If nothing else, the three men vying to become the School District of Philadelphia’s next superintendent showed the parents, teachers, students, and all the district’s stakeholders that they have the endurance for the job.
By Denise Clay-Murray
The NCAA Basketball Tournament, or March Madness to basketball fans, brings together 68 teams from around the country to play a series of games designed to get the number of teams down to one, the national champion.
This week, students, parents, teachers, and other community stakeholders got the chance to take on the final three contenders vying to replace William Hite to become the next superintendent of the School District of Philadelphia.
John L. Davis Jr., chief of Schools for the Baltimore City School District, Krish Mohip, deputy education officer for the Illinois State Board of Education, and Tony B. Watlington, superintendent of the Rowan-Salisbury Schools in Rowan County, North Carolina, each spent an entire day with district stakeholders. The interviews included meetings with several individual groups and ended with a town hall-style discussion.
The process of finding a replacement for Hite, who announced he was leaving the 120,000 student district in September, has been going on since October. A 13-member advisory committee made up of a cross-section of Philadelphians advised the School Board.
While the search for a new school leader to replace Hite when he leaves in August has been an intensive process, it hasn’t made everyone happy. No women made the final cut. Neither did anyone from Philadelphia or who currently works for the district.
In a profession where women make up the majority, it was seen as a bad look by many longtime education advocates that remembered that the last woman to hold the office was Constance Clayton.
“I’m very disappointed,” said Veronica Joyner, president of Parents United for Better Schools, Inc. and founder and chief administrative officer of the Mathematics, Civics and Sciences Charter School. “Other than Dr. Clayton, we haven’t had a woman, so to me, women are not being respected. Most of our top educators are women, but no women were selected?”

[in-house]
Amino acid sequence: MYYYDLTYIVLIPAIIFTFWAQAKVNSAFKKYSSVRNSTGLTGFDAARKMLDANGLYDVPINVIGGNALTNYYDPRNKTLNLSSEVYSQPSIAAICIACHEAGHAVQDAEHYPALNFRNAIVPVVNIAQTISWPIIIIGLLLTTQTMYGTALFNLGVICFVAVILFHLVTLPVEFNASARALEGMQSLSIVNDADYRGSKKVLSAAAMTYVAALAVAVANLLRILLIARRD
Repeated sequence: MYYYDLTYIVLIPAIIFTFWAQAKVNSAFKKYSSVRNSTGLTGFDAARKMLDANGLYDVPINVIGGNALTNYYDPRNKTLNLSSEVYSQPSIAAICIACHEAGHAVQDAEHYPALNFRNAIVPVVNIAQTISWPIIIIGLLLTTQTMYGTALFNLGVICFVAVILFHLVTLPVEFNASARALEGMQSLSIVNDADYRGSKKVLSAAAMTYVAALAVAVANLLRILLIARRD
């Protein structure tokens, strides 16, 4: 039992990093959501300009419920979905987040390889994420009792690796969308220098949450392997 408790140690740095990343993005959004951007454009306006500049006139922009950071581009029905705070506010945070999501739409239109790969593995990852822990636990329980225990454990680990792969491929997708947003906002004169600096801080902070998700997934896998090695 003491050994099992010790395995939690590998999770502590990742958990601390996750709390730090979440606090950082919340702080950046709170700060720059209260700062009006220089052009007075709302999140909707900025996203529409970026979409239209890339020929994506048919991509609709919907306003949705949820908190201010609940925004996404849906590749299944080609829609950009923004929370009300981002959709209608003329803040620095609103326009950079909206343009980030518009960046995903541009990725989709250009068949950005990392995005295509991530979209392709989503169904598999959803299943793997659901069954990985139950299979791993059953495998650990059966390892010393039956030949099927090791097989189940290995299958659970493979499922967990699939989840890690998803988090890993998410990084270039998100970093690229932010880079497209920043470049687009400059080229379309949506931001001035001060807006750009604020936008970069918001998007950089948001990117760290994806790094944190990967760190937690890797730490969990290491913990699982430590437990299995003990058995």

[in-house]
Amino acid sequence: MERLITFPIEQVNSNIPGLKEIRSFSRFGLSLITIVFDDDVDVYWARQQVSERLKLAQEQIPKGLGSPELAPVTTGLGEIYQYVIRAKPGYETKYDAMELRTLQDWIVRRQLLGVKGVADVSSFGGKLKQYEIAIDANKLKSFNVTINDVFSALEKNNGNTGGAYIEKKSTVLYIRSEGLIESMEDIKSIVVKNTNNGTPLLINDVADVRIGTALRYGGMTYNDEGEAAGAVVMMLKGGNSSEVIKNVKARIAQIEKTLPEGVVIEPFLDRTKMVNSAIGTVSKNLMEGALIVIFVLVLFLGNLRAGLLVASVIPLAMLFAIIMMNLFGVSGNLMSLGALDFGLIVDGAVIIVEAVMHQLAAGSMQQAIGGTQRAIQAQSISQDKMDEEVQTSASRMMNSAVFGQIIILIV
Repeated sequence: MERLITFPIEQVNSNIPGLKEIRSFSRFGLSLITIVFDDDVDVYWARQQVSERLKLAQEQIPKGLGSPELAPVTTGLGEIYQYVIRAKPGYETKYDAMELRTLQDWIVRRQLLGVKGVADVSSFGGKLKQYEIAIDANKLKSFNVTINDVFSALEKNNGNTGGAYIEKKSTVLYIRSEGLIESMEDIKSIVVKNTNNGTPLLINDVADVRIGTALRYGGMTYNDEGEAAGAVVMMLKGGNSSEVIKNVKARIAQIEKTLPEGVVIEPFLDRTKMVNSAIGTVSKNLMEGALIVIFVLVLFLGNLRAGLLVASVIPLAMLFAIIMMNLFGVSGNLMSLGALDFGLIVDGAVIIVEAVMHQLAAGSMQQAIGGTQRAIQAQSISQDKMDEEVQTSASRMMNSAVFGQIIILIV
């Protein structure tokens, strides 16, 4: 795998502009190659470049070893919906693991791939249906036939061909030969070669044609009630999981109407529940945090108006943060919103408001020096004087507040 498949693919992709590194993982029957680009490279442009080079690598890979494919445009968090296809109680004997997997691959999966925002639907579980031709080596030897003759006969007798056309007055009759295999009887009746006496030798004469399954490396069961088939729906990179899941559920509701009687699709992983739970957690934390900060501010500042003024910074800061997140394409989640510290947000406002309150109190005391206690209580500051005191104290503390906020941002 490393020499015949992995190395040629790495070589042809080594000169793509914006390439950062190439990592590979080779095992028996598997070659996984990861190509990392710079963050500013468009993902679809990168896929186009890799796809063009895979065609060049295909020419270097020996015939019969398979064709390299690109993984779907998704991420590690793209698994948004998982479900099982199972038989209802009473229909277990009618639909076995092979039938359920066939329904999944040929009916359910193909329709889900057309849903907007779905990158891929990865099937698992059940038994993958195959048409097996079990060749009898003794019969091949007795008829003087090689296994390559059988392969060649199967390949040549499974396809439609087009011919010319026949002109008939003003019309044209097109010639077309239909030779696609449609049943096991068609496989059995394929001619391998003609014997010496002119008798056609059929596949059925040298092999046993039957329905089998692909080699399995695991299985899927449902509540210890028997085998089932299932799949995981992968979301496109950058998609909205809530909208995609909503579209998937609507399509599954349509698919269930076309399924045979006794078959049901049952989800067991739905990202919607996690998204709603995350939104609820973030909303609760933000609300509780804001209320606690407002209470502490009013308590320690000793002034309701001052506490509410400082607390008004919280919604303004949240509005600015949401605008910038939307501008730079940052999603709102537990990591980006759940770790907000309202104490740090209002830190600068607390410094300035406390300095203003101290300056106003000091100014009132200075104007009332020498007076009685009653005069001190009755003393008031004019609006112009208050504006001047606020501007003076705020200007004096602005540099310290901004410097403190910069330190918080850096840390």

While he agrees that it’s a little disappointing that there wasn’t a local contender, State Rep. Jordan Harris, the House’s Democratic Whip, believes that it’s about the experience of the candidates rather than where they came from.
“Listen, I would have liked to see somebody who matriculated through Philadelphia schools or who matriculated through the ranks of the Philadelphia School District,” he said. “But, what I’ve told people is that, you know, there are lots of cities across this country that give you a Philadelphia-esque experience with regards to urban education. So as long as this person comes with that pedigree and has experience running this type of district, I think we should be willing to give that person opportunity to lead the School District of Philadelphia, and as long as they have the desire, and the qualifications. Having somebody who’s qualified, who has the cultural competence, and who has the experience is the most important in this process.”
“The top three candidates were picked out of a group of seven people,” said David Thomas, a member of the advisory board and vice president of strategic initiatives and community engagement at Community College of Philadelphia. “While the advisory board was able to give their impressions, the final decision was the school board’s,” he said.
“We interacted with the final seven individuals who were moved forward,” Thomas said. “Within that final seven, there were women.
There were local candidates as well, too, We spent several days speaking with these particular candidates. And at that point, that feedback was given to the board. And the board made the determination who they were going to move forward. It was a very transparent process.”
The Alliance for Philadelphia Public Schools held a protest at the School District’s building at 440 Broad St. on Thursday to demand that the process be reopened.
However, considering the board hopes to name a new superintendent next week, that’s highly unlikely.